“To pursue a fellowship or not to pursue a fellowship? That is the question.”
Explore This IssueFebruary 2021
Do you need a fellowship to succeed in otolaryngology? Although the decision whether or not to pursue one may not rise to the level of Hamlet’s existential deliberation (with apologies to William Shakespeare), a fellowship can contribute to a physician’s professional and personal satisfaction long after his or her years of medical training are over. What is arguably a bit Shakespearian is the passion for learning that essentially should guide the decision and be the litmus test for undergoing yet another arduous year or two of training that may or may not be used in clinical practice.
For otolaryngologists who want to practice academic medicine, pursuing a fellowship is built into the nature of practicing in a setting where training in a subspecialty is mandatory and clinical research is expected. For those wanting to go into private practice, however, pursuing a fellowship may or may not contribute to their future otolaryngology practice.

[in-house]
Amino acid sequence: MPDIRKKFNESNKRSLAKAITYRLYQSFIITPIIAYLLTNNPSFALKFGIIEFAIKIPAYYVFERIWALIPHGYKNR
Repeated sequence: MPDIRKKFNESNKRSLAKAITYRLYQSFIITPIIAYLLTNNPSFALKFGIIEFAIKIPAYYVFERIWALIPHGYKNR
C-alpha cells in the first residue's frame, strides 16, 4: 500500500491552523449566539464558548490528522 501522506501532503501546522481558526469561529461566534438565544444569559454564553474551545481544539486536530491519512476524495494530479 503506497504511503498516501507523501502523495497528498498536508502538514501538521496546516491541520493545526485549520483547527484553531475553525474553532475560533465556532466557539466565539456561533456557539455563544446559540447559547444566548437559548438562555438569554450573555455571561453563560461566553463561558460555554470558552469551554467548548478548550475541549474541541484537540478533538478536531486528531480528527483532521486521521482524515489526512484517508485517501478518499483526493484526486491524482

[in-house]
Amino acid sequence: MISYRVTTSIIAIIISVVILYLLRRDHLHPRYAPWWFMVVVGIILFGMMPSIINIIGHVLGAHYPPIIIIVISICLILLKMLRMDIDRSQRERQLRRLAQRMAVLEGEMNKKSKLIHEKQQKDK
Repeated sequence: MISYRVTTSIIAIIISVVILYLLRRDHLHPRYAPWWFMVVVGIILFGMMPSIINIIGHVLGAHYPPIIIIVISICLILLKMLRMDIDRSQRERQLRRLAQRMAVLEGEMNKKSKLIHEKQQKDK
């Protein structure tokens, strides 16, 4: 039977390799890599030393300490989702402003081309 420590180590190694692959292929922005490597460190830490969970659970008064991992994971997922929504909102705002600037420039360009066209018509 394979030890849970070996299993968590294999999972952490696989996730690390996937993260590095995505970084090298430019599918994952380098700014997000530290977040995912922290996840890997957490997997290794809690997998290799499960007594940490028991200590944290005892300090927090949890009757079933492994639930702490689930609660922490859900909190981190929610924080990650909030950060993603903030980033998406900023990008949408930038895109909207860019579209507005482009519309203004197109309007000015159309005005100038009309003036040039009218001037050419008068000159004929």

If you’re an otolaryngology resident considering a private practice career, how do you decide what the value of a fellowship is to you? Is the value of a fellowship for private practice changing, and does it depend on the type of subspecialty you pursue? The answers to these questions are fundamentally interwoven with the career path you choose.
Deciding with Eyes Wide Open
Robert A. Glazer, CEO of ENT and Allergy Associates, LLP, Tarrytown, New York, underscored the need to weigh the pros and cons of pursuing a fellowship to make a well-informed choice. “You need to have your eyes wide open, [knowing] that [the fellowship] may not necessarily make a difference in your career,” he said.
Glazer emphasized that for those who are interested in going into private practice, completing an additional round of training that most private practice groups don’t require may not make sense. Among the main issues to consider, and a disadvantage for many, is a delayed entry into the job market.
“Everybody at some point has to think of the economics,” said Glazer, highlighting not only the delay in salary a fellowship requires but also personal delays. “Most candidates coming out of residencies are age 32 or 33, and many are thinking about the economics of starting a family,” he said. In addition, a fellowship may not mean a boost in salary; for example, prospective fellowship-trained candidates seeking employment at Glazer’s group are paid the same regardless of their fellowship credentials.